Readers can continue reading to get the details and added context, like data to support the claim. Further too, you can address the answers to sub-questions (like the “People also ask” queries!) to support a well-rounded topical discussion.
4. Use structure to make your content easy to consume, but be wary of schema markup (AKA code mumbo jumbo).
There are typically two types of SEOs: technical gurus and content killers. When it comes to serving up the right content in featured snippets, you don’t have to understand how to write code to still rank.
Both GetStat and Ahrefs’ studies showed that schema markup is less commonly found on featured snippet URLs than other organic search results. Google themselves said “Featured snippets don’t take structured data into account at all.”
Instead of worrying about structured markup behind the scenes, focus on adding structure to your content by organizing or grouping your answers in the best way for your “type” of snippet.
If your search query of choice serves a paragraph snippet, use headers to break your content into easy-to-scan and digest increments. If it’s a list, use bullets and numbers and keep them one or two lines long max. If it’s a table, group your content in an Excel-like format.
No matter which of the three types of featured snippets you’re optimizing for, it can help to put the question itself into a header, immediately answer it, then elaborate further below.
5. Try to also include answers to related queries further down in the content.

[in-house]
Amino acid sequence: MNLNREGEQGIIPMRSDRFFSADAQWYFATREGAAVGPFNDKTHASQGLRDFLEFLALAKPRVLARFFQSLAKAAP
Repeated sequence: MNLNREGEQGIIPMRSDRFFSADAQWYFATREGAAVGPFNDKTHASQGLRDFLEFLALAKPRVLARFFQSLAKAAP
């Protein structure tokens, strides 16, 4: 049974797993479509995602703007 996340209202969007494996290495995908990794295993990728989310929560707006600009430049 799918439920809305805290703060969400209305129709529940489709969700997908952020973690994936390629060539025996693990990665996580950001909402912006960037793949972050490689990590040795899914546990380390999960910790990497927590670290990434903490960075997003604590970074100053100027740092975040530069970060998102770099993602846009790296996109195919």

These “People also ask” queries reveal other common thoughts about this topic. Google absolutely loves pages that support semantic relation, because it tells the search engine you address a natural breadth of topics and are genuinely answering multiple questions in one piece of content.
Not only does this show Google that your business is knowledgeable on more than one topic related to that query, amping up your authority, but it also increases your chance of ranking the same webpage for numerous featured snippets.
This tactic often works because Google’s algorithm has been gearing up to focus more on “topics” instead of keywords exclusively, to ward off common blackhat SEO schemes like keyword stuffing and ensure you’re the most detailed, “best” result to serve to searchers.
Don’t be afraid to look at every page ranking on page one of the query and Frankenstein together a culmination of their insights. Obviously, don’t copy things word-for-word, but if you think you can take their concepts and expand more deeply, or in a more discernable, concise fashion— rise to the occasion. These pages did something right to rank in first place, and your article featuring all angles could push you above the competition.
6. Shift your mindset from desktop-first to mobile-first and focus on the mobile user experience.
More and more queries are happening on mobile devices and Google’s announced it’s now indexing the mobile version of your website for queries first, not your desktop— the standard method for many years.